Since Riad Layla Rouge was partnered with a company that arranges tours in the surrounding areas, I decided rather last minute to cancel my trip to Rabat and go on an overnight excursion into the Sahara instead. As is often the case, spur of the moment decisions lead to some fantastic new experiences!!
As has been the case over the course of the entire trip, my travel group consisted of myself and five other amazing adventurers. I was so pleased that we all got on immediately, which made our long trek from Marrakech to Zagora fly by. Our tour guide (whose name I still don’t know) was a stoic Moroccan man whose only words to use during our time together were to let us know why we were stopping (his opinion was that people who talk too much are naïve, as we learned on our ride home). I already had a rather poor opinion of the driving skills of Moroccans – though they might be more alert drivers than the rest of the world, they don’t seem to follow any rules of the road – and our driver only reinforced that opinion as we weaved our way down winding mountain roads. Needless to say, we all learned very quickly to not pay attention to his driving.
Our drive was easily six hours (without the numerous stops we took for bathroom and coffee breaks, sightseeing, and photo opportunities, that is) and took us through the Atlas mountains toward the small city of Zagora. I was so surprised to see how quickly the landscape would change from hour to hour in color, climate, and type of greenery; in fact, there were moments where I could have sworn that we had left Morocco altogether!
Outside of breaks for photographs and bathroom breaks, our main stop was the kasbah in Aït Benhaddou, which was at one time one of the stops along the caravan route from the Sahara desert to Marrakech. The structure is similar to a castle in structure and built using a mud-clay mixture. When our group took our tour of the kasbah, I was amazed to discover that it was still very much lived in, despite its age. The entire structure was certainly made to withstand the test of time!!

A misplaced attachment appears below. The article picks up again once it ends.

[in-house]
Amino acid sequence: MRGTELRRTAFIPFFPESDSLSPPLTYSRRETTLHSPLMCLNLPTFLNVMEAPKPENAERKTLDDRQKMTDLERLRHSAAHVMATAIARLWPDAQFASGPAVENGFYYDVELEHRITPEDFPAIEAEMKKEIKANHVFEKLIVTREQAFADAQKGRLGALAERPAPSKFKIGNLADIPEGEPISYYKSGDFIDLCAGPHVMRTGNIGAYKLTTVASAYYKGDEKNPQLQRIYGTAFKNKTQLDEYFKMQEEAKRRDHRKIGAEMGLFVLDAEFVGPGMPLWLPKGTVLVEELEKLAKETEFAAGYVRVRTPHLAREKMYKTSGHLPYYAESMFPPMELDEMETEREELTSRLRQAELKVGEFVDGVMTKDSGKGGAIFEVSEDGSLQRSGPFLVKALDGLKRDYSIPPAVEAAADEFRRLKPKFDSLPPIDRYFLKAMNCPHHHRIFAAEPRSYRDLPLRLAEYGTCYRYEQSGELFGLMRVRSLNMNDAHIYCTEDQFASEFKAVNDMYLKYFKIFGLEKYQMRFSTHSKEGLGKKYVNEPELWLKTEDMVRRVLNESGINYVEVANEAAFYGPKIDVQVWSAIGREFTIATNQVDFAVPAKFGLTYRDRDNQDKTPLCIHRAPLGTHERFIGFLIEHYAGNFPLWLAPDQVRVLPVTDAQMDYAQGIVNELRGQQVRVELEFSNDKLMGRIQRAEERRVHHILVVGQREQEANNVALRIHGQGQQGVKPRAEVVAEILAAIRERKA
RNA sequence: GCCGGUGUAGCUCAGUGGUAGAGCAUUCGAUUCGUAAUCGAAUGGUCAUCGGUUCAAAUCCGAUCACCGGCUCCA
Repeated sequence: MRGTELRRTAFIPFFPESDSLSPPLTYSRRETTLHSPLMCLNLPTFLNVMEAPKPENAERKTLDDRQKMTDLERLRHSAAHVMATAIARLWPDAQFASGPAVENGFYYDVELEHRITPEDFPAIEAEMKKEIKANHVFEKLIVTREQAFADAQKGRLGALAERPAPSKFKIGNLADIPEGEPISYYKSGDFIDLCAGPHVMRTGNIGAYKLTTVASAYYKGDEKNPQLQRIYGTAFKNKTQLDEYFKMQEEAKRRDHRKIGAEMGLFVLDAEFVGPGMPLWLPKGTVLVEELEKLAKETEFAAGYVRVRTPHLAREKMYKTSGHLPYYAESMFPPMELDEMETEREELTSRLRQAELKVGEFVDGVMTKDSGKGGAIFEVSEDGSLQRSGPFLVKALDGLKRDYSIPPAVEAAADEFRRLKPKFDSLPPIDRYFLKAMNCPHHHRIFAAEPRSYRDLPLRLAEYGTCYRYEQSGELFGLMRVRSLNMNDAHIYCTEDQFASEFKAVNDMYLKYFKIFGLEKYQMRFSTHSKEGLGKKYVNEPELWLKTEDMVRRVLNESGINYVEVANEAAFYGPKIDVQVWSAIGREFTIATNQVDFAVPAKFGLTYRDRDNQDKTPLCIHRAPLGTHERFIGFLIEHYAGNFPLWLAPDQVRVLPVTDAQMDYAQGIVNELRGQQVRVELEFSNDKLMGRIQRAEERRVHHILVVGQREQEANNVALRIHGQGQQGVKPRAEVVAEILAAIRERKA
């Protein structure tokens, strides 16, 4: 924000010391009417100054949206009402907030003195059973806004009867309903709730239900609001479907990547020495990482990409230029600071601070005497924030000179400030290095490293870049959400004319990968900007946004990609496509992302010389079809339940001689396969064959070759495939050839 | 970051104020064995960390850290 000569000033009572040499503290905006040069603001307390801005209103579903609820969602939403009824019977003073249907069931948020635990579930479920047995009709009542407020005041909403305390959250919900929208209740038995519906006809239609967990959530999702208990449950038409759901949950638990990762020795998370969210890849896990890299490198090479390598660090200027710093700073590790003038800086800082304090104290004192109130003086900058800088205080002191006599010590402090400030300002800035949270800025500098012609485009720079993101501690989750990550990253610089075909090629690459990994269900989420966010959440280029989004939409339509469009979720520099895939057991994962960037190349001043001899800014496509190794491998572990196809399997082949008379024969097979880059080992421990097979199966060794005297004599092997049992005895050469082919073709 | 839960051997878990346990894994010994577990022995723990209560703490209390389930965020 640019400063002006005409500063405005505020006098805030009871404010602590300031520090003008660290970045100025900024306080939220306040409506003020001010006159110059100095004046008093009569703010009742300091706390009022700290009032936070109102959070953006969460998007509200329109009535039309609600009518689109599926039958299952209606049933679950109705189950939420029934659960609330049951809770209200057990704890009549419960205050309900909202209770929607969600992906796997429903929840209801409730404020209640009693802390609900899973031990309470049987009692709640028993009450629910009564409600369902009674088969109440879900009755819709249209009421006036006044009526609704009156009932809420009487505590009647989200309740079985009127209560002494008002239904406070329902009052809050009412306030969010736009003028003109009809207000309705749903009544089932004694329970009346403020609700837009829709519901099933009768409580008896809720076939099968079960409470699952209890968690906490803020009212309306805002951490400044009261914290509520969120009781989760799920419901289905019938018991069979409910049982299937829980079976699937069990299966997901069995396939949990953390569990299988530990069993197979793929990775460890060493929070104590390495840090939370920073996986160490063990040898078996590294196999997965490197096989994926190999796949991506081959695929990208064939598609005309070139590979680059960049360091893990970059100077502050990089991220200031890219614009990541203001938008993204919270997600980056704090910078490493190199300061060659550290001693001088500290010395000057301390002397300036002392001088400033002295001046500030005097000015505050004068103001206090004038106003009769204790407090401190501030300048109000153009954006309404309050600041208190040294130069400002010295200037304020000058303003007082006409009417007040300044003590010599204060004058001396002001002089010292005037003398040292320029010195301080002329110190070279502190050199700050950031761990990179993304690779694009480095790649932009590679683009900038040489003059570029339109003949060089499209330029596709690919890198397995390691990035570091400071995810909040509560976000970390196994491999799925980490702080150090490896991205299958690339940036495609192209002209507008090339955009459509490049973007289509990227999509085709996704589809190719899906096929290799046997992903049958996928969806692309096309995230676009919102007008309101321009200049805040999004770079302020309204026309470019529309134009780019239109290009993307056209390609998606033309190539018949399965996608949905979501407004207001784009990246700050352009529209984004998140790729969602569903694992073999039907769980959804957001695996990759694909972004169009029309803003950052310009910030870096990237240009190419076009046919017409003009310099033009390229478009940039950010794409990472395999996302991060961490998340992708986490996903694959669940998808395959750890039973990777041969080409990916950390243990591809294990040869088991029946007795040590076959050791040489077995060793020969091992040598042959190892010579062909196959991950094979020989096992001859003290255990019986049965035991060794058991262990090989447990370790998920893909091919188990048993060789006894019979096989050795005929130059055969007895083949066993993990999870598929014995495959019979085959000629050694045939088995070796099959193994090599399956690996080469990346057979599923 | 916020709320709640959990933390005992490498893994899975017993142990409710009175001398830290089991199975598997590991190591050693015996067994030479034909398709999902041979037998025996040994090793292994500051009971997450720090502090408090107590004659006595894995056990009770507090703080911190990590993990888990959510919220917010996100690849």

A few hours after visiting the kasbah, we arrived in Zagora and were eager to ride the one and a half hours to the Berber bedouin camp that we would be staying at for the night. Some of the group had never ridden a camel before, and I knew that if memory served correctly from my last camel ride (for which I couldn’t have been more than five years old!), it was going to get old by the time that we got five minutes into the ride. And, of course, I was right! Between the awkward up-and-down/side-to-side swaying and the overall discomfort of having a camel’s hump between your legs, we were all ready to call it quits almost as soon as we had mounted. And we had how much longer to go??
Luckily, we were all an interesting enough bunch to make a game of our camel ride, so the time passed rather quickly. Partway through the ride, our guides stopped us so that we could watch the sunset, enjoy some melon, and chat a little bit about Berber customs, before heading on to the place we would call home for the evening.
When we finally arrived, our guides served us some mint tea before performing a couple traditional songs for us – an unexpected but welcome surprise to be sure! We were then given a little free time to settle in and relax our sore backsides before a second, larger performance was given for our group and the five or so other groups that were participating in the excursion. With Berber music, it seems that simplicity is key – all they needed was a solid rhythm and their voices did all of the work, weaving stories in an unfamiliar language around our hearts and moved not just our bodies but our spirits as well.
Not too long afterward, the larger group was separated back into their respective tour groups, and were then served a delicious three-course meal which of a Moroccan barley soup, chicken tagine, and a dessert of sliced watermelon (which was more than likely freshly-harvested from a watermelon patch that we passed by at the beginning of our camel ride). We then spent the next couple hours laying on blankets under the stars, listening to more traditional music and chatting with our Berber guides, who told us riddles before telling us about their lives and traditions. A fun fact that they shared with us was that if you dig a hole in the desert sand to bury your hands/feet/body, the sand will be able to keep you warm through a cold night. Perhaps the most random bit of information they could have told (and demonstrated!) to us, but definitely vital knowledge if you ever happen to be stranded in the desert during a cold night.
The most wonderful part of the entire experience was definitely the level of service we received throughout the entire overnight adventure. Though we were only six people of a group of forty or more people, our guides truly took the time to make it memorable for us…the night was truly unforgettable.
Don’t forget to check out the rest of the pictures on my Facebook page!!: http://www.facebook.com/unwrittenwanderlust